My First Subprime Client

Mpj042856200001_2It happened quite on accident back in 2002.  When I began my mortgage practice seven years ago, I was pretty much an "A Paper" lender.  Conventional, FHA and VA loans were my bread and butter.  The thought of doing a subprime loan made me shudder.  I knew they were out there, but I was perfectly happy sticking to my 680 and higher credit score clientele and not diving into the subprime pool.

Then one day, a Realtor, Ima Agent, asked me if I would review her brother and sister-in-law’s good faith estimate since she felt the rate and fees were a bit high.  Ima Agent told me that they had challenging credit in the past and were looking to buy "zero down".   What could I say?  I would at the very least talk with them to see if I could help.   I reviewed their good faith estimate and was surprised at the cost of doing the mortgage.   Most of our loans (to this day) are Correspondent and the closing costs are fairly low.   Brokering to a subprime lender often has Broker Fees around $795 in addition to the regular closing costs.  Of course the rates are higher too since the risk to the lender is greater.

Mr. and Mrs. Buyer are a very nice couple who were recently married and wanted to stop paying rent.   She admitted that he had a troubled past with his credit and that they had been working on improving his (and their) finances.   Their mid credit scores at the time were around 610.   Back then, I would not have known where to go for an 80/20  with a credit score below 700…except the other loan originator they had met with previously had the name of the mortgage lender he was brokering to…BINGO!    I called the lender and priced out their loan.   I was able to provide my clients a much better rate so they elected to leave the other loan originator. 

Here is what the basic guidelines were back in 2002:

  • 600 minimum mid-credit score
  • 100% total loan to value using an 80/20
  • 50% Total Debt to Income Ratio
  • First mortgage is a fixed for 2 years and amortized for 30. 
  • First mortgage has a 2 year prepayment penalty of 6 months interest.
  • Second Mortgage is amortized for 30 years and due in 15.
  • Reserves (taxes and insurance) were OPTIONAL.
  • Funds for closing were not seasoned (no bank statements provided) or sourced.
  • Seller can pay up to 6% of closing costs and prepaids (taxes and escrow).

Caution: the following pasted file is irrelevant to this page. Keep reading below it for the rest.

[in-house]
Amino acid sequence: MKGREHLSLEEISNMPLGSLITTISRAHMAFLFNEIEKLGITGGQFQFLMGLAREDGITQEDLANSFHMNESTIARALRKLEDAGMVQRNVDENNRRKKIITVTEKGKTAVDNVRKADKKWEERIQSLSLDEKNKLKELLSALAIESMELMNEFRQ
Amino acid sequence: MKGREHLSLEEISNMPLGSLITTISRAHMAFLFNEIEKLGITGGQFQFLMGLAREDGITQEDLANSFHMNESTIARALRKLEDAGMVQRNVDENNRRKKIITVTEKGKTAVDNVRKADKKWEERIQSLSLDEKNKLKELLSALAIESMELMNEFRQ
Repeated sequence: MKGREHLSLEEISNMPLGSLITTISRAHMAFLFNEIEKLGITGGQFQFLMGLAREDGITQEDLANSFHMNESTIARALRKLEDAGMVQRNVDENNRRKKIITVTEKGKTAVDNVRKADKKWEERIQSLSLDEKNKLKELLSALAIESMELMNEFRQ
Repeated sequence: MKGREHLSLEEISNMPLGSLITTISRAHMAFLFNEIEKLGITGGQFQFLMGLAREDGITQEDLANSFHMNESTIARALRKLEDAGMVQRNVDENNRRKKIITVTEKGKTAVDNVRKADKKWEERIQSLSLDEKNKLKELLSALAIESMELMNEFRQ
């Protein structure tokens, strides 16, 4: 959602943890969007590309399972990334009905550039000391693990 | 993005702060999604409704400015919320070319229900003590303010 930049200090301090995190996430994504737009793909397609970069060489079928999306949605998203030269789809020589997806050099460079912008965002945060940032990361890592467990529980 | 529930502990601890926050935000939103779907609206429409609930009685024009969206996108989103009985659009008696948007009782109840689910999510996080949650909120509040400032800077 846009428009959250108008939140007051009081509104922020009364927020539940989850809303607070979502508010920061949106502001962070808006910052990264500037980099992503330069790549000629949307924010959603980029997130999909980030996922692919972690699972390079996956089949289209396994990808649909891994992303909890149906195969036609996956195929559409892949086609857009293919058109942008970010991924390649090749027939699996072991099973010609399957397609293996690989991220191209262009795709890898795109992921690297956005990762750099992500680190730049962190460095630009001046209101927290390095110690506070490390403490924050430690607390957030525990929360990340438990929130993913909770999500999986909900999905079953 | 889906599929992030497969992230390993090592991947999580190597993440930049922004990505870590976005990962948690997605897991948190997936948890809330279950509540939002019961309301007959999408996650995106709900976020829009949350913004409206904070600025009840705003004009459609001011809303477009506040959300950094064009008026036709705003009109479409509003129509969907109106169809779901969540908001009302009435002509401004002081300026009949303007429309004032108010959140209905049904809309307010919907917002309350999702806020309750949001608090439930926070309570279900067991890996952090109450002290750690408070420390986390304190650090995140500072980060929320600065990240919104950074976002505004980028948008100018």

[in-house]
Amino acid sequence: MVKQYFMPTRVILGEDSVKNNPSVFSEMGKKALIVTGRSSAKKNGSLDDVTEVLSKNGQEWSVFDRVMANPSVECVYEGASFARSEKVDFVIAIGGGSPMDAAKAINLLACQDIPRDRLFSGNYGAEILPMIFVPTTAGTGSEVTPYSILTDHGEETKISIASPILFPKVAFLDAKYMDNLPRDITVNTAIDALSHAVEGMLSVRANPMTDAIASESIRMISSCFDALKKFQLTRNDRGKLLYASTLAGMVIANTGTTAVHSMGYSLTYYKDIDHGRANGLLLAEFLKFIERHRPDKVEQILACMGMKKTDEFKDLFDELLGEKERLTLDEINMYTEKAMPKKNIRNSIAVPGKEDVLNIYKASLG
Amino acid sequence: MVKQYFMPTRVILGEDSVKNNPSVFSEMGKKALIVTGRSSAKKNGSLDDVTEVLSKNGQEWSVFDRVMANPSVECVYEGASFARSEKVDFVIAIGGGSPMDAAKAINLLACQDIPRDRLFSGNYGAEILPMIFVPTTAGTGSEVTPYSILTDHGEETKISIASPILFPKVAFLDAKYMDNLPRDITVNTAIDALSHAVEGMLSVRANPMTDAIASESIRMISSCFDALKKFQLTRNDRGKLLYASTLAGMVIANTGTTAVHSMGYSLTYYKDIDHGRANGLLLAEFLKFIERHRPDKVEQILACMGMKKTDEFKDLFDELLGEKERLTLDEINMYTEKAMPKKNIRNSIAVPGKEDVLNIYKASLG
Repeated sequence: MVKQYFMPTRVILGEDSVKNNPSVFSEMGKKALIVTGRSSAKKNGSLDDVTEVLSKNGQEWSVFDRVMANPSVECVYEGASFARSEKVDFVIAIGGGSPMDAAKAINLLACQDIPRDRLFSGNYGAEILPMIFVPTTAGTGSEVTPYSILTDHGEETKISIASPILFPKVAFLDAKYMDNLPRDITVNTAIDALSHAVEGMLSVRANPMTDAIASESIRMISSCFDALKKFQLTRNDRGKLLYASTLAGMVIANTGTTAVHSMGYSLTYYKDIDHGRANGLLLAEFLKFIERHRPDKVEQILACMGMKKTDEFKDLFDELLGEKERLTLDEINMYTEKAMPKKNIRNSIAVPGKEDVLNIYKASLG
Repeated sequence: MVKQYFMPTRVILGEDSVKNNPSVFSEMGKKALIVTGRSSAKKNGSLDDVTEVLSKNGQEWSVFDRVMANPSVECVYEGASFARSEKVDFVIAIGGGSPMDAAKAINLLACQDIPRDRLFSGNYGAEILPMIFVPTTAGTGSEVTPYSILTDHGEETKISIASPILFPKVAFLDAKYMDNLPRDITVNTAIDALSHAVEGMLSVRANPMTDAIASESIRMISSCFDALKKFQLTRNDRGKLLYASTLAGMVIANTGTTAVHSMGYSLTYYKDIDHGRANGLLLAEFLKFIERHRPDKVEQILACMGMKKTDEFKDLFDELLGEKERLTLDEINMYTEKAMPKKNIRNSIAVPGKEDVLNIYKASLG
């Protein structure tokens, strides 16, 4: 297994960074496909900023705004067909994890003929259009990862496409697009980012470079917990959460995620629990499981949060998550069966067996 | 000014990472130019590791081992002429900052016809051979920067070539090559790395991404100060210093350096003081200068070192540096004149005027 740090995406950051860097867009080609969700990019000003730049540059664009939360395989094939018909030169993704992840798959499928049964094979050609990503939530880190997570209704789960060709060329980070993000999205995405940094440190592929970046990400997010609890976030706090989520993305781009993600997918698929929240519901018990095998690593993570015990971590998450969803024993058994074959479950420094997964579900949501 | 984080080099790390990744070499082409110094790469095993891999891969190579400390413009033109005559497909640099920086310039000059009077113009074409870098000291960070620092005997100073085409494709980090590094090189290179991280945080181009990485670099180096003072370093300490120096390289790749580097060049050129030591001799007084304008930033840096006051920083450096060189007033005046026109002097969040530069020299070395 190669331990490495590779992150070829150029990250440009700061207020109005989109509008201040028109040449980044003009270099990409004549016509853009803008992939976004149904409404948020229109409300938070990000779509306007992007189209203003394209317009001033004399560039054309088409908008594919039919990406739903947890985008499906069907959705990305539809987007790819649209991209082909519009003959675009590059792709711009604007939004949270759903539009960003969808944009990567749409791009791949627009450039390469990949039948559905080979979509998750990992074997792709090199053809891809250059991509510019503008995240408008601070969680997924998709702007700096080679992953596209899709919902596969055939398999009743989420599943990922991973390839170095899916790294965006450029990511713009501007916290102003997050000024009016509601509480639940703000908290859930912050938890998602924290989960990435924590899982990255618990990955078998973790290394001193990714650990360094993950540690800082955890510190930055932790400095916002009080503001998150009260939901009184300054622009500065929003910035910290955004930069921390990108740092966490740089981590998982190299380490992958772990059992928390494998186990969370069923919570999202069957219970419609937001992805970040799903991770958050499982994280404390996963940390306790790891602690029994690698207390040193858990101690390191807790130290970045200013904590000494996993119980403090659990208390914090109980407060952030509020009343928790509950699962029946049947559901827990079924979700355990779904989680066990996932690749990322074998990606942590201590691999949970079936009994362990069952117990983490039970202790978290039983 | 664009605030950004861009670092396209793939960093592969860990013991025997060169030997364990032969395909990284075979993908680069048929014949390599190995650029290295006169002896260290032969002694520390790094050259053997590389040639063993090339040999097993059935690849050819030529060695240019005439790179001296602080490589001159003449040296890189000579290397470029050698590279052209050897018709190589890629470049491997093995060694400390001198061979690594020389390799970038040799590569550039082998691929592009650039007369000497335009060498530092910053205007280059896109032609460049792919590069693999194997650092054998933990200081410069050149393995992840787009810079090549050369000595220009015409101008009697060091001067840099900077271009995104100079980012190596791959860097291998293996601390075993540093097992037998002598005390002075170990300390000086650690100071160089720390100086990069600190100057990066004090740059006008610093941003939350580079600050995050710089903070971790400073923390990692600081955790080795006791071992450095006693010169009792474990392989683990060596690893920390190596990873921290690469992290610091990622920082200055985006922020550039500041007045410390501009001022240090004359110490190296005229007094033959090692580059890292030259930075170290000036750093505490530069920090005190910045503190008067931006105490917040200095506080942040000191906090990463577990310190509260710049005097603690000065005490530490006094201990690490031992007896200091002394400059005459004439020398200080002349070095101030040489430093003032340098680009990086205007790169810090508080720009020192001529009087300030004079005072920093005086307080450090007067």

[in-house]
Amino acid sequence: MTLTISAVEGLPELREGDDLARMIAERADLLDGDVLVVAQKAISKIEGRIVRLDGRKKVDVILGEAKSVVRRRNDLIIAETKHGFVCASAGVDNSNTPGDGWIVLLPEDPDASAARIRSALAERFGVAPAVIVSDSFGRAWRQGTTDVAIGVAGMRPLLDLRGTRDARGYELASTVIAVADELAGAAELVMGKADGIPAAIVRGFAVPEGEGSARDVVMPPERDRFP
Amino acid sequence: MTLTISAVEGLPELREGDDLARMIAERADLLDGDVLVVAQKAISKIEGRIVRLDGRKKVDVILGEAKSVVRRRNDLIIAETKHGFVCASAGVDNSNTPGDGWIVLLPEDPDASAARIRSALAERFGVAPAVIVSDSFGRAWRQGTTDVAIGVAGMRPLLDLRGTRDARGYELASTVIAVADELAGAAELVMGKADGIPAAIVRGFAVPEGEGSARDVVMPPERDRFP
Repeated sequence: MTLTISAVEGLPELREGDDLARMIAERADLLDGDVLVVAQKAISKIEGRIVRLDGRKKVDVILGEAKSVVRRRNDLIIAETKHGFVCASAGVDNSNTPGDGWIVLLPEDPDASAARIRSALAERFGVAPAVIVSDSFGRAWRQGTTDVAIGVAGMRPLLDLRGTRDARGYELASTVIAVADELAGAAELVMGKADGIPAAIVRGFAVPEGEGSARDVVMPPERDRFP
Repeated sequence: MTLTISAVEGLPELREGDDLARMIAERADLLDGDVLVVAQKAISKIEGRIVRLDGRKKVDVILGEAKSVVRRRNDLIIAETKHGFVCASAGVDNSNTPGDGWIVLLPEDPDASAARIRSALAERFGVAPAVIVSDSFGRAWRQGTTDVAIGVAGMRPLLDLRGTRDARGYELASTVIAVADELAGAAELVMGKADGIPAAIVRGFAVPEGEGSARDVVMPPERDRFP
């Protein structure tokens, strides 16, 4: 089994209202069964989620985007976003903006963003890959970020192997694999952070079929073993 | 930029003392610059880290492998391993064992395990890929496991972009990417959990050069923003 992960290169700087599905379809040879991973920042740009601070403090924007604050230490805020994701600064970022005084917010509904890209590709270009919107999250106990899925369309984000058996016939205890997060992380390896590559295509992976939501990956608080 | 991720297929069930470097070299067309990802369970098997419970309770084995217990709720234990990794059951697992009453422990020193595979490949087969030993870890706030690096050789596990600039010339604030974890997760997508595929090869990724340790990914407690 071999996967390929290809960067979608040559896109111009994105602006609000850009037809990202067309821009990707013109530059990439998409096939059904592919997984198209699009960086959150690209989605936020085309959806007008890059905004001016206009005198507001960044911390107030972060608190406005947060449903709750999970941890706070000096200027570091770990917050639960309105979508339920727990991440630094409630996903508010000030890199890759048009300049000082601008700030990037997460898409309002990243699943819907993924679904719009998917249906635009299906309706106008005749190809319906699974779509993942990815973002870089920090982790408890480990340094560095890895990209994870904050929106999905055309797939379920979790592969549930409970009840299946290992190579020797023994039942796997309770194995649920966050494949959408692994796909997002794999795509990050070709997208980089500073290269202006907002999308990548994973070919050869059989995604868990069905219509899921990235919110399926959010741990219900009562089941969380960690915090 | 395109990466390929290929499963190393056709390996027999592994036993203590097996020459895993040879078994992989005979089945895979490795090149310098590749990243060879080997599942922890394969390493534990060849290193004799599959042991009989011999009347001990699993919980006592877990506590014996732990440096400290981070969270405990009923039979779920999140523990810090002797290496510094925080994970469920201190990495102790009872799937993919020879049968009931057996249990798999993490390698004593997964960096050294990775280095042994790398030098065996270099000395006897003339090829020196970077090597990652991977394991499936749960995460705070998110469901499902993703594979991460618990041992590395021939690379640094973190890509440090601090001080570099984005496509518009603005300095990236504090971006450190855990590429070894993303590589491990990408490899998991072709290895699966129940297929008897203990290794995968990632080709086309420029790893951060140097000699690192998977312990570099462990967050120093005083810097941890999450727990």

I reviewed their credit history with them and we developed a plan on which debts they should focus on eliminating.   They had all ready established a budget since they were working on reducing their credit card debt.  I began to feel more comfortable with helping Mr. and Mrs. Buyer with their subprime financing since I could tell they understood the responsibility of having a mortgage and being a home owner.   Ima Agent found Mr. and Mrs. Buyer their next home and we financed it with the subprime lender.    They were extremely happy in their new home they purchased in March of 2002 in Seattle for $239,500.

Shortly before their prepayment penalty was over, Mr. and Mrs. Buyer contacted me to restructure their mortgage.   They were excellent borrowers; they paid their mortgages on time as well as their other obligations and did not over extend themselves with credit.    Mr. and Mrs. Buyer with having a mortgage (which helps improve credit score) their credit scores were now in the low 700s.   I was able to provide them a long term mortgage (30 year fixed) for 5.75% and their home had appreciated to $310,000.   

I’m thankful that I took the subprime plunge.   I’ve since been able to help many home buyers who would not have qualified for an FHA or VA mortgage.   Many first time home buyers lack the 3% down or are better off leaving the 3% down in their savings account as a cushion.   

Since my first subprime loan 5 years ago, the guidelines have gone through dramatic changes.   Soon Subprime lenders were promoting 80/20 programs with interest only payments, stated income and credit scores down to 580…yikes!  With these loose guidelines, lenders are now facing record foreclosures and are now tightening their requirements for a subprime loan.    Every day I’m receiving updates from various stating that the minimum credit score for 80/20 financing is now 620 and stated income is disappearing.

I have just added a new category to Mortgage Porter:  the market toughening up, these home owners really need to minding their credit and budget so they don’t wind up in the deep end with no way out of their subprime mortgage after the rate adjust.


  1. I wonder if the changing winds in the subprime market will actually make this a GOOD YEAR for reputable mortgage brokers who will write some business refinancing these folks into better loan products.

    Surely the homeowners are not going to go back to the original lender if they felt like they were not treated well.

  2. I’m thinking with being able to lend to less clients than before, and requirements on mortgage brokers toughening up…you could be right, Jillayne.

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